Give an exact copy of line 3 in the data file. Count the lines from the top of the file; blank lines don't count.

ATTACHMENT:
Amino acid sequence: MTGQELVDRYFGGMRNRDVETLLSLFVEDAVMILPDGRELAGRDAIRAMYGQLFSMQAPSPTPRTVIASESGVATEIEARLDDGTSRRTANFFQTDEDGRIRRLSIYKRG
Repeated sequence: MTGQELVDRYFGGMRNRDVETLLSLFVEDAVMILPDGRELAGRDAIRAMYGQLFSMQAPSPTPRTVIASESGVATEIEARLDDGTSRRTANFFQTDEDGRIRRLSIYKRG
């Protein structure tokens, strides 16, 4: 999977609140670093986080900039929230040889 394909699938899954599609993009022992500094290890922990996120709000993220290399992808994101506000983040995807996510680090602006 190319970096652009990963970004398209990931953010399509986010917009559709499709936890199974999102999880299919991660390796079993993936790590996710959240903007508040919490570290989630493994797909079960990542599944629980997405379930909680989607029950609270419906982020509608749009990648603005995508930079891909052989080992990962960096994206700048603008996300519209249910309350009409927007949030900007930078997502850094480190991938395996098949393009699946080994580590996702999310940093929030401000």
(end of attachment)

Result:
């Protein structure tokens, strides 16, 4: 999977609140670093986080900039929230040889 394909699938899954599609993009022992500094290890922990996120709000993220290399992808994101506000983040995807996510680090602006 190319970096652009990963970004398209990931953010399509986010917009559709499709936890199974999102999880299919991660390796079993993936790590996710959240903007508040919490570290989630493994797909079960990542599944629980997405379930909680989607029950609270419906982020509608749009990648603005995508930079891909052989080992990962960096994206700048603008996300519209249910309350009409927007949030900007930078997502850094480190991938395996098949393009699946080994580590996702999310940093929030401000």